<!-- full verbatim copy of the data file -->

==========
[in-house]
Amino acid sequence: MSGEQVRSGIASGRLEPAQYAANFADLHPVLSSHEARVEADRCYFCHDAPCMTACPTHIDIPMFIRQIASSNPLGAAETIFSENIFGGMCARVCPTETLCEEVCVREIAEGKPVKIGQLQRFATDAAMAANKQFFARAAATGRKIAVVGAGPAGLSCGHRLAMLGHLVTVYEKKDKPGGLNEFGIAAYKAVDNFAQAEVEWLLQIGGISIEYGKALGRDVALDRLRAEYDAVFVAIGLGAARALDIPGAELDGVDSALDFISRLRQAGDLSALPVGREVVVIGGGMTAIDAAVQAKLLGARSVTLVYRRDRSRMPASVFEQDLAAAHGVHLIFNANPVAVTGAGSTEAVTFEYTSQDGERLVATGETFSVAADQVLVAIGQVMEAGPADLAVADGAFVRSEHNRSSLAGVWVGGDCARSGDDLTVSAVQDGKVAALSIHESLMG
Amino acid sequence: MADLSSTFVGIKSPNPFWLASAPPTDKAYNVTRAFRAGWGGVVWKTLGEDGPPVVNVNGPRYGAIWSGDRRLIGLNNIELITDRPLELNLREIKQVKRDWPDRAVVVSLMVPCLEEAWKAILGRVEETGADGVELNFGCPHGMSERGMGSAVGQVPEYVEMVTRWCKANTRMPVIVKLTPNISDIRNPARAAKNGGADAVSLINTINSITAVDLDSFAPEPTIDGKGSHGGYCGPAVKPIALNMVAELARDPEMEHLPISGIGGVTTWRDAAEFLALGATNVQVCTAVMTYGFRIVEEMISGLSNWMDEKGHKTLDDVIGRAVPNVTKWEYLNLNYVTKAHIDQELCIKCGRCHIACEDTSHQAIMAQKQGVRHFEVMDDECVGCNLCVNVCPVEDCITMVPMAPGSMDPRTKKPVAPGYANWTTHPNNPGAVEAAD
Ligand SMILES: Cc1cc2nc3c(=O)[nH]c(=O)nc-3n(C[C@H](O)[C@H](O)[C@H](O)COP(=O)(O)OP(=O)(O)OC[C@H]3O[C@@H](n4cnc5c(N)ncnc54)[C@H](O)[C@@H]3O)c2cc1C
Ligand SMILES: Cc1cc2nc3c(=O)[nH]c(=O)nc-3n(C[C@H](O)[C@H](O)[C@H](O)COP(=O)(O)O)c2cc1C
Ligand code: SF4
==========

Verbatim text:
[in-house]
Amino acid sequence: MSGEQVRSGIASGRLEPAQYAANFADLHPVLSSHEARVEADRCYFCHDAPCMTACPTHIDIPMFIRQIASSNPLGAAETIFSENIFGGMCARVCPTETLCEEVCVREIAEGKPVKIGQLQRFATDAAMAANKQFFARAAATGRKIAVVGAGPAGLSCGHRLAMLGHLVTVYEKKDKPGGLNEFGIAAYKAVDNFAQAEVEWLLQIGGISIEYGKALGRDVALDRLRAEYDAVFVAIGLGAARALDIPGAELDGVDSALDFISRLRQAGDLSALPVGREVVVIGGGMTAIDAAVQAKLLGARSVTLVYRRDRSRMPASVFEQDLAAAHGVHLIFNANPVAVTGAGSTEAVTFEYTSQDGERLVATGETFSVAADQVLVAIGQVMEAGPADLAVADGAFVRSEHNRSSLAGVWVGGDCARSGDDLTVSAVQDGKVAALSIHESLMG
Amino acid sequence: MADLSSTFVGIKSPNPFWLASAPPTDKAYNVTRAFRAGWGGVVWKTLGEDGPPVVNVNGPRYGAIWSGDRRLIGLNNIELITDRPLELNLREIKQVKRDWPDRAVVVSLMVPCLEEAWKAILGRVEETGADGVELNFGCPHGMSERGMGSAVGQVPEYVEMVTRWCKANTRMPVIVKLTPNISDIRNPARAAKNGGADAVSLINTINSITAVDLDSFAPEPTIDGKGSHGGYCGPAVKPIALNMVAELARDPEMEHLPISGIGGVTTWRDAAEFLALGATNVQVCTAVMTYGFRIVEEMISGLSNWMDEKGHKTLDDVIGRAVPNVTKWEYLNLNYVTKAHIDQELCIKCGRCHIACEDTSHQAIMAQKQGVRHFEVMDDECVGCNLCVNVCPVEDCITMVPMAPGSMDPRTKKPVAPGYANWTTHPNNPGAVEAAD
Ligand SMILES: Cc1cc2nc3c(=O)[nH]c(=O)nc-3n(C[C@H](O)[C@H](O)[C@H](O)COP(=O)(O)OP(=O)(O)OC[C@H]3O[C@@H](n4cnc5c(N)ncnc54)[C@H](O)[C@@H]3O)c2cc1C
Ligand SMILES: Cc1cc2nc3c(=O)[nH]c(=O)nc-3n(C[C@H](O)[C@H](O)[C@H](O)COP(=O)(O)O)c2cc1C
Ligand code: SF4